This course name and description ONLY applies to academic year 2021-2022
ENGL 13186-8: What is Modernity?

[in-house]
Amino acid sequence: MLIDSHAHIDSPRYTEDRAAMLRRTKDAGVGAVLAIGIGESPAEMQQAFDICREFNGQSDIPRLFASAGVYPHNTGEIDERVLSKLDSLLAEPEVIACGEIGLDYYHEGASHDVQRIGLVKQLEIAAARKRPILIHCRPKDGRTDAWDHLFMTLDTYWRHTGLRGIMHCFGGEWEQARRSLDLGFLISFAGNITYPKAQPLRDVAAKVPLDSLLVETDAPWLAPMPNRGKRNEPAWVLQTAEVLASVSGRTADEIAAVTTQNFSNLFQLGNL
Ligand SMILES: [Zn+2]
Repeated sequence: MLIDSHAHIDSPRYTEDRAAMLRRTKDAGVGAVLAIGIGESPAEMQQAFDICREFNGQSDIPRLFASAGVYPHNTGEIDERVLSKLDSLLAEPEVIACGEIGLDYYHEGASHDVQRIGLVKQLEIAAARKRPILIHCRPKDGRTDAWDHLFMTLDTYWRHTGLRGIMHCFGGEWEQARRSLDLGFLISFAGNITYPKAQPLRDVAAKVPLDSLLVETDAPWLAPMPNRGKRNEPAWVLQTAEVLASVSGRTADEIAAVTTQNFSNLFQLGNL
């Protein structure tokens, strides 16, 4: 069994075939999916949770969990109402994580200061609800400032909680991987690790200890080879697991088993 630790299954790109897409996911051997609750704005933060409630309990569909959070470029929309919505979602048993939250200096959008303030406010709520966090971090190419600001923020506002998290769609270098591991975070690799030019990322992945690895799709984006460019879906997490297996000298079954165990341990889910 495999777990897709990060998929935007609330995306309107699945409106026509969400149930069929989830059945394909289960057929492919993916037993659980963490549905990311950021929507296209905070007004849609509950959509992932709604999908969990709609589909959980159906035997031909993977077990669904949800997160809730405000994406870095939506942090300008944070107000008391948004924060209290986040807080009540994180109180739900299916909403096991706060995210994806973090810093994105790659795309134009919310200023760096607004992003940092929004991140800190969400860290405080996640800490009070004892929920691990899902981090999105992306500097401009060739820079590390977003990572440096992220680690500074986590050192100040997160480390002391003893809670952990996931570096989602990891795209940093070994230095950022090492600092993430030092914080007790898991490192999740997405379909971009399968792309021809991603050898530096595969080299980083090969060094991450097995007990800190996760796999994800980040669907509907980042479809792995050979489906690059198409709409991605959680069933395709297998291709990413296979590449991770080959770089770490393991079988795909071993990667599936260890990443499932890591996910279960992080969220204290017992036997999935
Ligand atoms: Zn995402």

Instructor: David ThomasBecause “modernity” is what we inhabit and find therefore familiar, we’re not often very mindful about it, just as we don’t normally think about breathing air. And also, even when the idea of modernity is raised to consciousness, there are quite varied interpretations of its significance. Is it about secularism versus religion? Enlightenment? The advent of Capitalism? Technology? Is it corrosive to the rule of tradition and custom? Does it revise what people once meant by the term human nature? Did it start in the 1600s, or the 1750s, 1850-ish, or about 1910?. This course will explore how a legitimate answer to all these questions can be “Yes!” We take stock of that variation by exploring four facets of modernity in particular: political modernity, economic modernity, social modernity, and aesthetic modernity. Although we will take a multidisciplinary approach, the course will be anchored in literature and a selection of narrative and poetic works from the late 1600s to the 20th Century and to today. Likely longer fiction texts include Daniel Defoe, Moll Flanders; Mary Shelley, Frankenstein; and Virginia Woolf, Mrs. Dalloway. We will also explore a film or two (we will decide together which films[s]), visual arts, music, and other arts. Graded work involves active participation, periodic reading journals, and several short papers. • Aesthetic: Centered on the arts, especially as a scene of innovation and as a vehicle of social criticism; • Political: Centered on the displacement of absolutist governmental forms by representative, increasingly democratic governments; • Economic: Centered on capitalism, industrialism, and critiques thereof; • Social: Centered on ideas about public deliberation, the navigation of cultural and religious differences, philanthropic activism, and much more.